The Soft-Power Politics That Exploded Into War

Mykola Riabchuk is a Ukrainian author and political analyst who has written extensively about questions of Ukrainian national identity. Riabchuk, who is based in Paris, spoke with me earlier this week about the Russian invasion of his country, and his frustrations with some of the ways the war has been covered in the Western media. Riabchuk was chairman of the Ukrainian PEN Center for four years, and has published numerous books on Ukrainian history and politics, as well as collections of literary criticism and poetry. During our conversation, which has been edited for length and clarity, we also discussed how Ukrainian identity has changed over the past several years, the shape of a possible negotiated solution to end the war, and why the West should be more skeptical of what Vladimir Putin calls Russia’s legitimate security concerns.

Where are you now?

Currently I’m in Warsaw because I came for a couple of lectures, but also I came to pick up my wife, who escaped from Kyiv.

You once made the point that looking at the Ukrainian-Russian relationship through the prism of Russia as an empire and Ukraine as a sort of colony was too simplistic. I’m curious what you meant by that then, and how you think about it now?

I believe that any theorizing is simplistic. You have to emphasize something and to marginalize some other things in order to conceptualize. So it’s inevitable. Of course, Ukraine was a colony, but in the same way it was very untypical. If we consider traditional colonies, it includes a racial component, which is fundamental, and of course it’s the most important, crucial thing. But that was not present in Ukraine. However, if we consider colonies as the lack of agency and the dominance of one people over another and an attempt to marginalize the other to make them voiceless and invisible, of course there was a very powerful dominance. It was an attempt to absorb them and force them to assimilate. These are all forms of dominance, since the very emergence of Ukrainian national identity was very heavily oppressed. So I do believe that we can speak about colonial pressure and colonial oppression.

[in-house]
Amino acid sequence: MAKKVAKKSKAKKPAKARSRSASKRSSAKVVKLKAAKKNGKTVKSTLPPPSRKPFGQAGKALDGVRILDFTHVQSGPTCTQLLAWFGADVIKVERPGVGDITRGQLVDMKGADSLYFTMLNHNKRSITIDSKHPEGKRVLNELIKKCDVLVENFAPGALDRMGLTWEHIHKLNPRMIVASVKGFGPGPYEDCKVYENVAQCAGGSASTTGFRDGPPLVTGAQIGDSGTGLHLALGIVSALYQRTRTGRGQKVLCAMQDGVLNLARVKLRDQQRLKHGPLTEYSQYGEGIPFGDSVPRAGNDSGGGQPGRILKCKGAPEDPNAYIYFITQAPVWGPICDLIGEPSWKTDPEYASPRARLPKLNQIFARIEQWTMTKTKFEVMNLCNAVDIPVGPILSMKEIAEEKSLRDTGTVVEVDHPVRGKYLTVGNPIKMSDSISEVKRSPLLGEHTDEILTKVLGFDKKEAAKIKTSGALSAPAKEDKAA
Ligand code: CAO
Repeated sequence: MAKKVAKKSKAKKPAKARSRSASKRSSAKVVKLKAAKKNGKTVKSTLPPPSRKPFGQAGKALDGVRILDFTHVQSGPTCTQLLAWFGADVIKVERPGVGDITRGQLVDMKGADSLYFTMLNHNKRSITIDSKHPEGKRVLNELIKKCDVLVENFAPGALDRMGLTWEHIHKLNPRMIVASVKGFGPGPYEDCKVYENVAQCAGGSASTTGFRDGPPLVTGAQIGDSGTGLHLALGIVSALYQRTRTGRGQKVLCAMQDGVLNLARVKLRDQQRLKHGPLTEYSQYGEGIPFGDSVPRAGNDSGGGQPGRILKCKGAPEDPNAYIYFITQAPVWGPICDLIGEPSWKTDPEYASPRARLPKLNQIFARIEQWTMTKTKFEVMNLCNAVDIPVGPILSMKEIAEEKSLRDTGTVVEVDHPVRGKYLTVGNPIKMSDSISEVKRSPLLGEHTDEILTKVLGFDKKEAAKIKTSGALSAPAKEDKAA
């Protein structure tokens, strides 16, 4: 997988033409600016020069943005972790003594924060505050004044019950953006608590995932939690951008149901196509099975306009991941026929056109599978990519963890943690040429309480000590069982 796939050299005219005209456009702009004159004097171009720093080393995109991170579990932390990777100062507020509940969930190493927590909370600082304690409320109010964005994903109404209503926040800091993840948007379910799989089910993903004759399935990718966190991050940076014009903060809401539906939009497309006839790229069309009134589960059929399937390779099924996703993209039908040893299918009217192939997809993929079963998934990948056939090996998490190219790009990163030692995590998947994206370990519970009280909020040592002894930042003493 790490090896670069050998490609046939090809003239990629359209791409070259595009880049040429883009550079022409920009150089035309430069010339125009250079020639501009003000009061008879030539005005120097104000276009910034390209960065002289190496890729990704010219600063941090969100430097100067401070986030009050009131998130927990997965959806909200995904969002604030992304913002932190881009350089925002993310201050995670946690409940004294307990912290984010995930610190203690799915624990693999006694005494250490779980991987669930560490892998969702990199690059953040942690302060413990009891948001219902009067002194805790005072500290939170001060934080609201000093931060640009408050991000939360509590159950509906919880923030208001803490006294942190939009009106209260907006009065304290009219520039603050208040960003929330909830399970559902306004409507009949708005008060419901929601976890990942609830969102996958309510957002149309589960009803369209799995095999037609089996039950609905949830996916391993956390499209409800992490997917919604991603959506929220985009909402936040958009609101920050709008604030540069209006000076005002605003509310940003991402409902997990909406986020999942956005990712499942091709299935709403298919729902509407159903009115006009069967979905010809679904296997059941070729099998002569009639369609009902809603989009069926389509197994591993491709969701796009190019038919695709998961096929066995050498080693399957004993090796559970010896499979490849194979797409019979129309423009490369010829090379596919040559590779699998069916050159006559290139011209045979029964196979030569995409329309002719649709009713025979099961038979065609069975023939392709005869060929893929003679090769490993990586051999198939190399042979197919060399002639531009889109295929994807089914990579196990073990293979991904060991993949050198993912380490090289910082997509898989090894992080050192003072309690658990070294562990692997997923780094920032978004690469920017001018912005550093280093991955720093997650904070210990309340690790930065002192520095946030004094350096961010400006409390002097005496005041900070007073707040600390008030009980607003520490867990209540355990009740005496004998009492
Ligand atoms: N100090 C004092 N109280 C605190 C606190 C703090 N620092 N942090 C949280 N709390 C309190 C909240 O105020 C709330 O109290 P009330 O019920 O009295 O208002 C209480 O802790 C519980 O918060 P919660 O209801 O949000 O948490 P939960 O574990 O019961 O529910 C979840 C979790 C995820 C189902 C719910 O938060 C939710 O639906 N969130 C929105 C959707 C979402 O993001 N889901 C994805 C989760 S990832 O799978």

I’ve read a lot of things that you’ve written recently and it feels like you are trying to argue against this idea that the West and Ukraine pushed Russia into a box around NATO expansion. What is it about that narrative that you don’t like?

Well, first of all, I believe that the very question, the very statement about Russian security concerns, frames the entire issue in a very false way. The assumption here is that Russia has some special security concerns, which other countries do not have. So Russian security concerns are presumed to be much more important than the security concerns of Ukraine, of Georgia, of Moldova, and on and on. Russia is seen as having special rights, exclusive rights. Why? I believe that Ukraine and Georgia and other smaller states—smaller neighbors of Russia—have many more reasons to be concerned about security. They were invaded; they were threatened; they were intimidated by Russia, and blackmailed, and so on. So their security concerns are really important and really serious.

Russian security concerns are a bluff. Russia has no security concerns, because nobody threatens Russia. Neither Ukraine nor Georgia, nor even NATO threatens Russia, and I believe Moscow knows that NATO is not a threat. It’s just rhetoric. It’s just an attempt to justify some imperialist, expansionist policy. Of course, I understand the essence of this rhetoric: NATO is a threat to Russian imperial ambitions. It contains these ambitions. It doesn’t allow Russia to expand further west and doesn’t allow Russia to invade Estonia or Latvia or Poland. And, in this regard, of course it’s a threat, but it’s not a threat to Russia—it’s a threat to Russian imperialism. But that’s another matter. So let’s call a spade a spade, because one of our problems is that we fail to call things by their own names. We fail to call the Ukrainian conflict a war. It was not a conflict, it was war, and it was a Russian invasion. But all the time we use these false terms like “conflict,” like “crisis.”